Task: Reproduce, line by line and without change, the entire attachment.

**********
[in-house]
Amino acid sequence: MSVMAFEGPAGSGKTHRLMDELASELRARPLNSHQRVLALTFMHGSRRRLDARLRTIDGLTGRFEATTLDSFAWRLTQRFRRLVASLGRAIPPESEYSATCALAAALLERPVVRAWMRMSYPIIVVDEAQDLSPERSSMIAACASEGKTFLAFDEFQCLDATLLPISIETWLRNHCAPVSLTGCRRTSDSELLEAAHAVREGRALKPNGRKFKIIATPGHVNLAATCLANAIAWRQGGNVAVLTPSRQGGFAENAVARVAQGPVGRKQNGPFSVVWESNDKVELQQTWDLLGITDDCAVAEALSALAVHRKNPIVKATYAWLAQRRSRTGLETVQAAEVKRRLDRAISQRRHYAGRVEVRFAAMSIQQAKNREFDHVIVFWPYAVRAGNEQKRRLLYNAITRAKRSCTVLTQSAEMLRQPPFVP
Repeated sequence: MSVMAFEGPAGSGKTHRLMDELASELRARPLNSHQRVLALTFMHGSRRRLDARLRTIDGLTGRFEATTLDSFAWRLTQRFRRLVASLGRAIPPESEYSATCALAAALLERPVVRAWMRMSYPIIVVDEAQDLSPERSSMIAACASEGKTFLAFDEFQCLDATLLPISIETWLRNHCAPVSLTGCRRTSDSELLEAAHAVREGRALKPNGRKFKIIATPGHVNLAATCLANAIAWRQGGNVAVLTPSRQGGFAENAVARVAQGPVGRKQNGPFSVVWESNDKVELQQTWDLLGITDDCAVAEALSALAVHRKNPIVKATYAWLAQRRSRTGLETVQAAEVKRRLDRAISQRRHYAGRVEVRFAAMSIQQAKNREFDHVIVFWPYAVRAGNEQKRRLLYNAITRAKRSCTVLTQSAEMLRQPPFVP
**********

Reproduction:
[in-house]
Amino acid sequence: MSVMAFEGPAGSGKTHRLMDELASELRARPLNSHQRVLALTFMHGSRRRLDARLRTIDGLTGRFEATTLDSFAWRLTQRFRRLVASLGRAIPPESEYSATCALAAALLERPVVRAWMRMSYPIIVVDEAQDLSPERSSMIAACASEGKTFLAFDEFQCLDATLLPISIETWLRNHCAPVSLTGCRRTSDSELLEAAHAVREGRALKPNGRKFKIIATPGHVNLAATCLANAIAWRQGGNVAVLTPSRQGGFAENAVARVAQGPVGRKQNGPFSVVWESNDKVELQQTWDLLGITDDCAVAEALSALAVHRKNPIVKATYAWLAQRRSRTGLETVQAAEVKRRLDRAISQRRHYAGRVEVRFAAMSIQQAKNREFDHVIVFWPYAVRAGNEQKRRLLYNAITRAKRSCTVLTQSAEMLRQPPFVP
Repeated sequence: MSVMAFEGPAGSGKTHRLMDELASELRARPLNSHQRVLALTFMHGSRRRLDARLRTIDGLTGRFEATTLDSFAWRLTQRFRRLVASLGRAIPPESEYSATCALAAALLERPVVRAWMRMSYPIIVVDEAQDLSPERSSMIAACASEGKTFLAFDEFQCLDATLLPISIETWLRNHCAPVSLTGCRRTSDSELLEAAHAVREGRALKPNGRKFKIIATPGHVNLAATCLANAIAWRQGGNVAVLTPSRQGGFAENAVARVAQGPVGRKQNGPFSVVWESNDKVELQQTWDLLGITDDCAVAEALSALAVHRKNPIVKATYAWLAQRRSRTGLETVQAAEVKRRLDRAISQRRHYAGRVEVRFAAMSIQQAKNREFDHVIVFWPYAVRAGNEQKRRLLYNAITRAKRSCTVLTQSAEMLRQPPFVP